Recently I have taken a small detour at work back into service design from my current work. You can read more about the circumstances in this blog post. I have been working with Juha Martikainen and together we have designed one possible concept for the future Aalto student portal. I have enjoyed the experience very much, and Juha has been a pleasure to work with.
We have been working in a quite limited time box. We spent about 3 hours coming up with our initial concept design and Juha spend a few hours refining it into a more presentable form (I will post pictures of both). I think this type of limited time approach works well because the field in question is very familiar to us, otherwise more time would have been needed.
Before I can go into our concept design I have to give you a little bit of background information to set the stage…
This is very simplified representation of the context in which we designed our concept for the “Aalto personal gateway” service. It will hopefully give you enough understanding about the related systems to help you understand our solution.
“OTM” is the working name for the next generation student registration and student credit system. It will allow students to registrar to be preset for the semester plan their studies and register for courses at the beginning of the semester. It is also the system where the teachers will submit the credits and grades the students get from successfully completing a course.
AVLE stands for Aalto virtual learning environment. It is the place where students do most of the day to day online learning activities like:
- Download reading material for courses
- Do online activities like complete course questioners
- Submit personal or team assignments
- Read news items related to course like “There is a new assignment for course X”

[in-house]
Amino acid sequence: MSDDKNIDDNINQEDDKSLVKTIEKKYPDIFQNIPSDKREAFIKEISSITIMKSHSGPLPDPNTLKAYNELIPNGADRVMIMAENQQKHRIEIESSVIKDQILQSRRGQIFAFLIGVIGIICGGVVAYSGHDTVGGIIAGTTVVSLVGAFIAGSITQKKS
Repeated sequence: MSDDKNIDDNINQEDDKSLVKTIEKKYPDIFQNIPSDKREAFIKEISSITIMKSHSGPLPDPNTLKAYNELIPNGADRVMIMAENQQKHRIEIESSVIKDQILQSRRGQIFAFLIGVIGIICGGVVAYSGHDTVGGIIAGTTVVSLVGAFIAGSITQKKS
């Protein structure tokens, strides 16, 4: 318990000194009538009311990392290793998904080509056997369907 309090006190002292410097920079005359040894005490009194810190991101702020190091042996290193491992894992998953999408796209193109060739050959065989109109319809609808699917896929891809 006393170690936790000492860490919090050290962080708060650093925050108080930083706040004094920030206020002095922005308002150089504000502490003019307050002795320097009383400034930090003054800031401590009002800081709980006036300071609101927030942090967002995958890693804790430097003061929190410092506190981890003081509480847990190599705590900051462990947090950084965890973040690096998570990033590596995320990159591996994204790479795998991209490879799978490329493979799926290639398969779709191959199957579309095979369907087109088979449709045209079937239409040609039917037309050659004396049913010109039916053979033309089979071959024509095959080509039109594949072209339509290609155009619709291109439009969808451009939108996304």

There are of course plenty of other online tools that are used to facilitate and support learning like email, calendar and collaboration tools (like wiki’s and Office 365). It is not important to single them out. We just need to understand that they exist, and there is a quite a few of them.
APG – Student Dashboard
APG stands for Aalto personal gateway. It will hopefully offer students:
- A personalized and unified view into all the important study related news and calendar events
- Act as gateway and offer links to all the other study related systems
- Offer shortcuts to my currently active courses
- Motivate students by offering visualizations of a few key measurements related to their personal study progress
- Offer a simple and pleasant user experience
Now that we understand the context it is time to share our initial concept design. After a few hours of working at the whiteboard and documenting our work with PowerPoint (hey, what else it is the Swiss army knife of modern work;) our idea looked like this:
Although picture is worth a thousand words, I will never the less briefly explain the most important elements of the user interface. Hopefully this will clarify their purpose and what information they will represent to the user.
This element will visualize all the important study related events for each individual student. It has two sub elements: 1) Todays events, 2) Upcoming events.
The following list illustrates what type of events will be shown in this interface element:
- Registration deadline for semester
- Registration deadline for the course in my study plan
- Upcoming exams
- Upcoming deadlines on my courses (for example exercise DL)